properly grounded, causing them to build up a charge that caused the
                fire on the skin.

                http://www.engineer.ucla.edu/releases/blimp.htm

                http://www.fas.org/spp/civil/congress/1998/s981006-zep.htm

                >
                >And just what did that reporter mean when he said "Oh, the humanity!"
                >anyway?

                I've always taken it to mean all those poor people caught inside of
                the burning wreck, which by the way was only 36 people out of 97.
                --
                ------------------------
                Kedamono@...

                http://www.ahtg.net
                ------------------------
                "Another one of them new worlds.
                No beer, no women, no pool parlors - nothin'.
                Nothing to do but throw rocks at tin cans and we got to bring our own
                tin cans."
                ---- Ship's Cook, United Planets Cruiser C-57D
                Forbidden Planet
              • ophelia@san.rr.com
                ERROR: Neil Armstrong did not flub his line. NASA satellite technology being what it was, there was a momentary hiccough in the transmission which resulted in
                Message 7 of 9 , May 7, 2002
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                  ERROR: Neil Armstrong did not flub his line. NASA satellite technology being what it was,
                  there was a momentary hiccough in the transmission which resulted in an alteration of
                  Armstrong's reading of his lines.

                  Fluff was not the appropriate word for your usage; you flubbed that one.

                  Fluffing is something one does with laundry or on location when filming porn. Fluff is also a
                  term denoting airy, feel good non-news items that creep into our media sub-culture to make
                  everyone feel better about his otherwise drab, mundane life.

                  Everybody makes mistakes, but please don't pass along misinformation.

                  Pam Matthews
                  Grumpy Bitch from Hell (or San Diego)

                  > > But then we've all been there. Neil Armstrong managed to fluff his line as<BR>
                  > > he stepped onto the moon's surface too! (He was told to stay "This is
                  one<BR>
                  > > small step for _A_ man, one giant leap for mankind.")<BR>
                  > <BR>




                  [Non-text portions of this message have been removed]
                • baralier@optusnet.com.au
                  ... Granted ... However: http://www.dictionary.com/search?q=fluff Definition 5 and http://www.macnet.mq.edu.au:8008/anonymous0C47901271+2/-/macshowrecord /1/1
                  Message 8 of 9 , May 7, 2002
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                    > ophelia@... <ophelia@...> wrote:
                    >
                    > ERROR: Neil Armstrong did not flub his line. NASA satellite
                    > technology being what it was,
                    > there was a momentary hiccough in the transmission which resulted in
                    > an alteration of
                    > Armstrong's reading of his lines.

                    Granted

                    > Fluff was not the appropriate word for your usage; you flubbed that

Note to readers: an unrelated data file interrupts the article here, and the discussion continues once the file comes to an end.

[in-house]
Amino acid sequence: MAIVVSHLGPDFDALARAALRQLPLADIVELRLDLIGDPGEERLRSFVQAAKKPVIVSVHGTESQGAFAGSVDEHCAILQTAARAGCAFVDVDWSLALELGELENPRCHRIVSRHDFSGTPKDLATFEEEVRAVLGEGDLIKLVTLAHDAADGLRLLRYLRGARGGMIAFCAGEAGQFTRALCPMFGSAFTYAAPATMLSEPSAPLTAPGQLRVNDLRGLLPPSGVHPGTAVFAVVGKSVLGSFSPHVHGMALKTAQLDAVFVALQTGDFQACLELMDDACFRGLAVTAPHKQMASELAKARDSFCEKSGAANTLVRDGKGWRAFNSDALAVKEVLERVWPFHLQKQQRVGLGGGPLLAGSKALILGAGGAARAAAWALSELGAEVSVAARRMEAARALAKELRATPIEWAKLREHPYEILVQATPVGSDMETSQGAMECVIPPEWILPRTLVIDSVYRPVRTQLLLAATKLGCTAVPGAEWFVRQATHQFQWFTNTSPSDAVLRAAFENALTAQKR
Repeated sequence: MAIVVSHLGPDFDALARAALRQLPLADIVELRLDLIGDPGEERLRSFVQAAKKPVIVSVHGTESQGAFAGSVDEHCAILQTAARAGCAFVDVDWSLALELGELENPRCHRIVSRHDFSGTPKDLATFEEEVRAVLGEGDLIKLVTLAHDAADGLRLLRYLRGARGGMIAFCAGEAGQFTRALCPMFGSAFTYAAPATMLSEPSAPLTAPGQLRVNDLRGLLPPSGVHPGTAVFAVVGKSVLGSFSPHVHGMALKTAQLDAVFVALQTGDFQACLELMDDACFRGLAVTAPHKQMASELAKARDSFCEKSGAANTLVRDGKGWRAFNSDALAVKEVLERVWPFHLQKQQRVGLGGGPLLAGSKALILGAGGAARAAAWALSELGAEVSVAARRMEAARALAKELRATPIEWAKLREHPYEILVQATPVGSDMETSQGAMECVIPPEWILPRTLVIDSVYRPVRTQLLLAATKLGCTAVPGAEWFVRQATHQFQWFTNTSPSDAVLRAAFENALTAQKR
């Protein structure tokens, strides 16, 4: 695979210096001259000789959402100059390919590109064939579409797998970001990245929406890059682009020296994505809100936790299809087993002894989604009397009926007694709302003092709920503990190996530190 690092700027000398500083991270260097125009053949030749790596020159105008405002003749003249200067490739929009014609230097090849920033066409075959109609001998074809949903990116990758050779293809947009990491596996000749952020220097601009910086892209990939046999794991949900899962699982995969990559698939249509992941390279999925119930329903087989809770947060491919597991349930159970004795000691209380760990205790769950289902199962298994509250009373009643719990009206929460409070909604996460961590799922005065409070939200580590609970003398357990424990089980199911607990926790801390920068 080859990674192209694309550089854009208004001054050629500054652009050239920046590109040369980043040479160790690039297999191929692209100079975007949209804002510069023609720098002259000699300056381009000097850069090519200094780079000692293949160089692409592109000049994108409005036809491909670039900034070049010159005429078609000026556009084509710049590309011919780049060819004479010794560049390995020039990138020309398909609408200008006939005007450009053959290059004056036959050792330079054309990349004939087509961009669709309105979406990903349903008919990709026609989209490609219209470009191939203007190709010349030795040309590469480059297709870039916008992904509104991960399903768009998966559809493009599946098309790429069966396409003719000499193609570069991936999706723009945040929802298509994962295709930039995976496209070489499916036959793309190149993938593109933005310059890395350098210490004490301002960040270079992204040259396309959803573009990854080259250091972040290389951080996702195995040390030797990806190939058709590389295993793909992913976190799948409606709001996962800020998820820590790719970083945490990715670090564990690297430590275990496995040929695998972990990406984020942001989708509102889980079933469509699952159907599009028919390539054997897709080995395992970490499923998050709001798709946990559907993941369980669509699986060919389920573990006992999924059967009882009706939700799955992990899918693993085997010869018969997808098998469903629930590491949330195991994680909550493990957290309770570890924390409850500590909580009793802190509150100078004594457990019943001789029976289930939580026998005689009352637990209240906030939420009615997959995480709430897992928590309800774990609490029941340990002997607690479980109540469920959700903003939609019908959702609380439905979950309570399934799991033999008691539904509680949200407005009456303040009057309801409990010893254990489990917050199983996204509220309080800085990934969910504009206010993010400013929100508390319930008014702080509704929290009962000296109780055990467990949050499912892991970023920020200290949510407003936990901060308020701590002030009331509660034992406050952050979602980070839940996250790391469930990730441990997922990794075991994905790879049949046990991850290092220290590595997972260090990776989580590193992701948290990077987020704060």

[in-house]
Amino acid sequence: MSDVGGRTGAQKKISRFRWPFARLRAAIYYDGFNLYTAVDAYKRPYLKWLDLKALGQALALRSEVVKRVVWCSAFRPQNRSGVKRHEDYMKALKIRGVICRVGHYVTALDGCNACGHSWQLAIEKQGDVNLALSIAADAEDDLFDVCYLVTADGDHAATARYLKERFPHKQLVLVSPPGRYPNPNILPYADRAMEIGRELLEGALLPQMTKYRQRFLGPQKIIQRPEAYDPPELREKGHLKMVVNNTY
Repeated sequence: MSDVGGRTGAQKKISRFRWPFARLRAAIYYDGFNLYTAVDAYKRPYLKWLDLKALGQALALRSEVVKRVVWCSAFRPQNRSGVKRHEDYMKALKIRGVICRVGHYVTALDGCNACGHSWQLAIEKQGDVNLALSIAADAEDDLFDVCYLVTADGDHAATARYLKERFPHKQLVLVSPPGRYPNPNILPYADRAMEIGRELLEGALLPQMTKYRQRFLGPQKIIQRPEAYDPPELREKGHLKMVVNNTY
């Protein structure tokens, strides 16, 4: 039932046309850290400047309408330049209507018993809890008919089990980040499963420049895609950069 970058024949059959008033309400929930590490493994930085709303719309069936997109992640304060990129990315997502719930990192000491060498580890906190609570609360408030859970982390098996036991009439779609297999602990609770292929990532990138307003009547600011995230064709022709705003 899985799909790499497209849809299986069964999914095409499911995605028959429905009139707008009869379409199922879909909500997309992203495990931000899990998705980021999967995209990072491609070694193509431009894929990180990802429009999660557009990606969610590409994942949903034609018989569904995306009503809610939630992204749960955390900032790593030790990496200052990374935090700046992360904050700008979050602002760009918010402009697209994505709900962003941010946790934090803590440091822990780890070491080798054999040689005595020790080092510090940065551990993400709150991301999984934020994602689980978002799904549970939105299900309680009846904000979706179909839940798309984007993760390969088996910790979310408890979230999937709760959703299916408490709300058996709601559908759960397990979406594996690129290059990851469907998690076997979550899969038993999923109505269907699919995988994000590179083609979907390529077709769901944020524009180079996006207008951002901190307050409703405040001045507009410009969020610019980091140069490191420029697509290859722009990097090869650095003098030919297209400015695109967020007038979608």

> one.
                    >
                    > Fluffing is something one does with laundry or on location when
                    > filming porn. Fluff is also a
                    > term denoting airy, feel good non-news items that creep into our
                    > media sub-culture to make
                    > everyone feel better about his otherwise drab, mundane life.
                    >
                    > Everybody makes mistakes, but please don't pass along misinformation.

                    However:
                    http://www.dictionary.com/search?q=fluff
                    Definition 5

                    and

                    http://www.macnet.mq.edu.au:8008/anonymous0C47901271+2/-/macshowrecord
                    /1/1
                    Definitions 3 & 7

                    Always happy to correct and provide references.

                    Baralier
                    --
                    Pedantic Bastard
                    If you steal from one person, it's plagiarism. If you steal from many, it's research
                  • Thug
                    ... Well, I doubt he was reading it... unless he had a post-it note stuck on the inside of his helmet! Oh wait... you ll probably tell me I m being silly
                    Message 9 of 9 , May 8, 2002
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                      > ERROR: Neil Armstrong did not flub his line. NASA satellite
                      > technology being what it was, there was a momentary hiccough
                      > in the transmission which resulted in an alteration of
                      > Armstrong's reading of his lines.

                      Well, I doubt he was reading it... unless he had a post-it note stuck on the
                      inside of his helmet!

                      Oh wait... you'll probably tell me I'm being silly because post-it notes
                      hadn't been invented yet. <grin>

                      > Fluff was not the appropriate word for your usage; you flubbed that one.

                      Baralier has already provided you with links to show that my usage is
                      perfectly acceptable, and I'm particularly pleased that he included a link
                      using the Macquarie Australian Dictionary. Colloquialisms are always more
                      regional, and thus something the global internet community has trouble with.

                      > Everybody makes mistakes, but please don't pass along misinformation.

                      Well, as is usually the case in these little "disagreements" I'm simply
                      reporting the facts as I have been informed of them, as no doubt you are. My
                      source is "Fame in the 20th Century" by Clive James. What's yours?

                      And I have to say, if you listen to the rhythm of Armstrong's speech, I
                      can't can't hear any break in transmission that sucked up the missing "A".
                      There's some awful static in the second part of the sentence, but the first
                      half sounds fine with no unnatural pauses.


                      Wouldn't it be terrible to be an evil genius with some sort of speech
                      impediment? There you are, in mid-rant about how you'll "show them all",
                      when your dyslexia suddenly kicks in and something completely silly comes
                      out of your mouth. Luckily, only Igor was there as your audience...


                      Michael